When he shuts up his workshop at the North Pole after another successful holiday season, Santa Claus doesn't simply hibernate until next December. Instead, he packs up his sleigh and heads to his summer home at the Fox River Valley's Santa's Village Azoosment Park. Open from May to October, the wonderland greets guests with three separate amusement experiences. The fun begins in Santa's Village, where quaint alpine building and expertly manicured pathways awaken feelings of nostalgia in hearts young and old. There, visitors can zoom down the original Santa's Tree House Slide, hitch a ride on the Kringle Convoy, or snap a picture at a recreation of Santa's North Pole home. They can also tap into the amusement rides including the antique carousel, the Tilt-A-Whirl, and Dracor the Dragon's Coaster.
A renowned lover of animals, Santa has also filled his park with a menagerie of creatures both familiar and exotic. After visiting Rudolph and company at Reindeer Ridge, visitors can grab a ride on a horse-drawn sleigh on their way to see the denizens of Parakeet Paradise, Tortoise Island, or Old MacDonald's Farm and Petting Zoo. In addition to grabbing up-close peeks of everything from a red-tailed boa to a fennec fox, visitors can also take in an exotic animal show that educates audience members about the park's wild residents.
Always in the holiday spirit, the park welcomes groups looking to add a spark to reunions, birthday, or group outings. This accommodating spirit even extends to the park's rule book: parking is free, and picnic baskets are encouraged.
In Wheaton, a day at the park is never the same twice?unless, of course, you want it to be. The Wheaton Park District maintains 53 facilities that encompass everything from pools to hiking trails that weave through the area's lush outdoors. With just a glance at a few of its destinations and attractions, it becomes apparent that the district is serious about its commitment to "enrich the quality of community life."
The Prairie Path Minigolf Course and The Rail, for instance, take up residence at Clocktower Commons. Here, 18 mini-golf holes wind past a central water feature while a 12,000-square-foot skate park lets inline skaters and skateboarders practice tricks that are simply too rad for their parents' driveways. Wheaton Park District also includes The DuPage County Historical Museum and the Cosley Zoo, where a trip into the barn introduces visitors to goats, wooly llamas, and other local wildlife.
For more than 50 years, the monks of Marmion Abbey have tended 300 acres of farmland. They started with Christmas trees, and now maintain 120 acres of pines, spruces, and firs that smell exactly like car freshener. On the remaining acres, they tend pumpkin vines and corn mazes, interspersing these areas with scenic picnic groves.
Throughout the year, the monks open their land to the public. In the autumn, they host Pumpkin Daze, a harvest festival with tractor wagon rides and a petting zoo. Around mid-November, they grant access to their tree farm, supplying visitors with rental saws for you-cut trees and bellowing "Timber!" just like Paul Bunyan did when he fell into bed at night. The monks stock their farm store with handcrafted goods that complement the season, whether caramel apples in the fall or quilts in the winter.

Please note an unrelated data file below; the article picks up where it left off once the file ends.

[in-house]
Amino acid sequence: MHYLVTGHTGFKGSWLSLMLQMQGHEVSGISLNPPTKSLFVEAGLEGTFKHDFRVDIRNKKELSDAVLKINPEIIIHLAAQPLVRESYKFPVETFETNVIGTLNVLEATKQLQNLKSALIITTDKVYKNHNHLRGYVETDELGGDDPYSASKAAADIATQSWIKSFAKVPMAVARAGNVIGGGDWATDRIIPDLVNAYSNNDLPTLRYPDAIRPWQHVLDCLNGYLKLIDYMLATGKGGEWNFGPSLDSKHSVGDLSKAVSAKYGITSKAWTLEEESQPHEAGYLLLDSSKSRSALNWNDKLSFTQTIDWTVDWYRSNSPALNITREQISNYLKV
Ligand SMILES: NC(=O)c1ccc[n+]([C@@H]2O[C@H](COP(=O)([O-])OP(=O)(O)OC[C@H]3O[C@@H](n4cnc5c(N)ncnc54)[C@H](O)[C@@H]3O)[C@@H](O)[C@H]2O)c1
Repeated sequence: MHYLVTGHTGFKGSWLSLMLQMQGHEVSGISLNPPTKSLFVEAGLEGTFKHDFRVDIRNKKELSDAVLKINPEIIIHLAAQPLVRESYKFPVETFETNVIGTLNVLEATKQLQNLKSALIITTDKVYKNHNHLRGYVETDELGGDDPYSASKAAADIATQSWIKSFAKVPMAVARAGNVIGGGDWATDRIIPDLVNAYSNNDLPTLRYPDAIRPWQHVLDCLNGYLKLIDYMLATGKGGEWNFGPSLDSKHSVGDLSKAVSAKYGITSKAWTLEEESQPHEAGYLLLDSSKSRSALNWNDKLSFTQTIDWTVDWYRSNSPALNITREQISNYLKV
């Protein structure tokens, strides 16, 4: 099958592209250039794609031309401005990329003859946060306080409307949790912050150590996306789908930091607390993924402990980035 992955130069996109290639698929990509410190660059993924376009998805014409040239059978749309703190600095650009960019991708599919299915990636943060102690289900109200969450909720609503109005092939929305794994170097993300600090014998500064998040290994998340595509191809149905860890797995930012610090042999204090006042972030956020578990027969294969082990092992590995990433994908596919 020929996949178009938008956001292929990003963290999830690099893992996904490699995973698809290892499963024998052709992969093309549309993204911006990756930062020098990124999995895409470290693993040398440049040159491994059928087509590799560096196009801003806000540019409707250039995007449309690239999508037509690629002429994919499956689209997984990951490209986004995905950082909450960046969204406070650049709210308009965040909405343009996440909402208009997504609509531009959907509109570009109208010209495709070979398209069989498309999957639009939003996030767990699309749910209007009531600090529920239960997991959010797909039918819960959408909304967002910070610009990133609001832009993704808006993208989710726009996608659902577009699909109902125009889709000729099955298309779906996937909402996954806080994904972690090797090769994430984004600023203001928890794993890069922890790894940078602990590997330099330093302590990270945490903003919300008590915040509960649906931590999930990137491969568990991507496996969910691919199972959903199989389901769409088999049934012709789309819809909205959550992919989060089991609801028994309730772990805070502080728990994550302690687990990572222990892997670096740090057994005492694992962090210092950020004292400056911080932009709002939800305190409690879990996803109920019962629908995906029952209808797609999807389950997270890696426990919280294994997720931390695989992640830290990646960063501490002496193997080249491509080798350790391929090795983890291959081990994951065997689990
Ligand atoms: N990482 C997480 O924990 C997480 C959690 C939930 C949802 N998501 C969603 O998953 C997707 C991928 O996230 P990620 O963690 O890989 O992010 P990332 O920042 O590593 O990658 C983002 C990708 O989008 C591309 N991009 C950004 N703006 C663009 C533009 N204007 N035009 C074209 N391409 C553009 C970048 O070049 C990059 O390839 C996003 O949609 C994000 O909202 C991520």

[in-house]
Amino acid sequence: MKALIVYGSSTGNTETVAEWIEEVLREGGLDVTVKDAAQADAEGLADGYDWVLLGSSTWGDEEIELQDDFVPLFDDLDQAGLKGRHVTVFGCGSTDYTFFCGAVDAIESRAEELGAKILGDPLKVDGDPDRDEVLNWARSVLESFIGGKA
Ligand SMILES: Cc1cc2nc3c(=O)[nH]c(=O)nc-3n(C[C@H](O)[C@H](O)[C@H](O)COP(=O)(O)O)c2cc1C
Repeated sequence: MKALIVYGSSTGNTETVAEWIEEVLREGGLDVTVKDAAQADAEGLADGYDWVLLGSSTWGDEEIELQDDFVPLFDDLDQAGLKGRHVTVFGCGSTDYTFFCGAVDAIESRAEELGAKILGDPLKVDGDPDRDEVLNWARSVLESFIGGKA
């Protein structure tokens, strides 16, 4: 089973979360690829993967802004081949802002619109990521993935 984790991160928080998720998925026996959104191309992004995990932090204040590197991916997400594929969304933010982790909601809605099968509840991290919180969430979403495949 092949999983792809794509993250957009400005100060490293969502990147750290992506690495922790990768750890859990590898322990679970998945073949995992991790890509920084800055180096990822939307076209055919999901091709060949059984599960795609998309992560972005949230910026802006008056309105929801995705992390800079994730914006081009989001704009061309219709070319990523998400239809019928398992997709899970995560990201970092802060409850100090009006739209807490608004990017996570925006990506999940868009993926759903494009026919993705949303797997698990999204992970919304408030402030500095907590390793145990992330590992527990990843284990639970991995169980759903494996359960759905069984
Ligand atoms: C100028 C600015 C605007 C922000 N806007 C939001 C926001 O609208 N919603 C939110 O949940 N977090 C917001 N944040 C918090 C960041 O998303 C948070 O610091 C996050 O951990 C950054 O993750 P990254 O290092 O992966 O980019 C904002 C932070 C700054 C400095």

In 1961, Bob Terese and Corinne Owen opened a small pet shop in downtown Chicago. Part of their mission: to employ workers with developmental disabilities so they can lead productive and fulfilling lives. That little pet shop has since relocated and expanded into a 70-acre campus called Lambs Farm, which has a variety of residential and vocational programs that continue to help those in need. Nearly 250 individuals live here today in group homes and individual apartments; they have access to employment opportunities and a number of recreational services, such as camping and hobby clubs. In addition to the expansive pet shop, the campus also has a farmyard, a bakery, and assorted shops that sell goods handcrafted by Lambs Farm residents.
The experienced handlers at Animal Quest travel to a range of soirees and other events, introducing humans to more than 35 species of exotic and native animals. Based on audience preference, they showcase the natural attributes and behavior of creatures such as an albino Burmese python, a gargoyle gecko, a giant rabbit, and a parrot. Handlers can organize their parties in interactive game shows with the audience or themed performances focused on subjects such as pirates, ninjas, and detectives. They also perform casual, one-on-one animal presentations, where they move freely throughout the crowd.
Since all of Animal Quest's animals are comfortable being handled, the company encourages patron participation—inviting audience members to get up close, touch the creatures, and view slides from the animal's most recent vacation. The critters also perform in television, film, and advertising segments, and on-staff animal behaviorists also travel to homes to train domesticated animals.